Overcoming Your Resistance To Change

The mere mention of the word change sends shivers up the spines of those who are resistant to change. Do you know who those people are? They’re everyday, normal people like you or me.

Change is a scary word. I hated it for a long time. Change meant things weren’t going to be the same anymore. It meant friends moving away, people dying, job changes, bands breaking up, comic book series ending, new ways of doing business, and so much more.

Two grey wooden barn doors

Photo by Erol Ahmed

Change is a constant in life. We have to get used to change and learn how to overcome our resistance to change. You can’t do this without an intentional outlook on your life.

We’re going to look at ways you and I can fight against our resistance to change. We are going to find ways to become changemakers.

What To Do When You Don’t Know What To Do

There are times when we struggle to figure out what to do next. How do you put one foot in front of the other when you can’t even take the next step? That’s life sometimes.

We are hit with unexpected life circumstances. Your spouse decides to leave you. A child (or dog) dies. You get laid off.

Confused man sitting on the couch not knowing what to do

Photo by Nik Shuliaahin

These life circumstances make your next decision difficult. How do you continue forward after such a blow?

Life Isn’t Rosy

You’ve been hit by a bad life circumstance. Maybe you’ve experienced one of the ones I’ve already mentioned. Maybe you’ve encountered a life circumstance worse than one of those.

Whatever situation you’re currently in, it might not be so rosy. You may feel like God has abandoned you. Or your friends and family have turned their back on you.

Are You Living In An Echo Chamber?

I recently entered into a conversation on Facebook. Another social media influencer had posted his opinion on the abortion debate that started with Alabama.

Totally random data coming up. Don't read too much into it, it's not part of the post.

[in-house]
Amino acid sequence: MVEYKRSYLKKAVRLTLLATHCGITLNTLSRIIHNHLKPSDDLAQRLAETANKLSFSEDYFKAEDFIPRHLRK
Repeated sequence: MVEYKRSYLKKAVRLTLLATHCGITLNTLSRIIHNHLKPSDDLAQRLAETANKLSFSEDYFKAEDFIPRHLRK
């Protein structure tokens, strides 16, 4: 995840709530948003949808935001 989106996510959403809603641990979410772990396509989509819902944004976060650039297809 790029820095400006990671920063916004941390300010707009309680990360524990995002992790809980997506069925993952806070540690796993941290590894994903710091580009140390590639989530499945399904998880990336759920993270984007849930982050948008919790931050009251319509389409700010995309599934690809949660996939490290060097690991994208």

The conversation was staying civil. He and his wife were on one side of the fence. I was on the other side.

Starry night background image

Photo by Caleb Steele

For me, that’s okay. I can take disagreement. I can listen to someone who opposes my views and consider their argument. Then something happened.

I logged into Facebook. I checked my notifications. And there were no new notifications from this conversation.

Then I did something I shouldn’t have done. I searched for the Facebook friend. When I couldn’t find his page, I found the URL for his Facebook page and tried to access it. I received the following message:

Message on Facebook stating Sorry, this content isn't available right now The link you followed may have expired, or the page may only be visible to an audience you're not in.

Hmmm… Is Facebook broken? Nope. Something else had happened.

What’s Your Option Number Three?

In June 2019, the alternative rock band Radiohead learned over 18 hours of music recorded during their sessions for their album OK Computer was stolen. The hacker reached out to the band with a ransom demand: Give me $150,000 or I’ll release the stolen recordings.

Black portable recorded records

Photo by Mink Mingle

Radiohead appeared to only have two choices from the hacker. They could either pay the ransom or they could let the hacker release their music for free. The band was stuck between a rock and a hard place…

Until they looked for Option Number Three.

Option Number Three

At first glance, you may agree Radiohead only had two choices. It would be easy to see this as the hacker had only given them two choices. Yet, there was an additional option.

Radiohead blew off the hacker and chose to see a third possible option.

Better Isn’t Always Better

There’s been so many innovative, awe-inspiring inventions in the last couple of decades that it is mindblowing. The Apple iPhone, high-speed internet, DVR… All of these inventions were improvements upon something we already had.

Photo of cool car

Photo by Yuvraj Singh

The iPhone allowed the average phone user to carry a mini-computer inside of their phone. High-speed internet drastically reduced the time it took to browse the internet (or download music). And DVRs allowed television viewers the opportunity to record live TV and watch it at their leisure.

All cool things. All things that improved our lives. Or so we think.

Is it really better to have 200 channels to channel surf through? Can you really find something on Netflix to watch with all of the choices available? What about recording all of the television shows you want to watch (but never get the chance to)?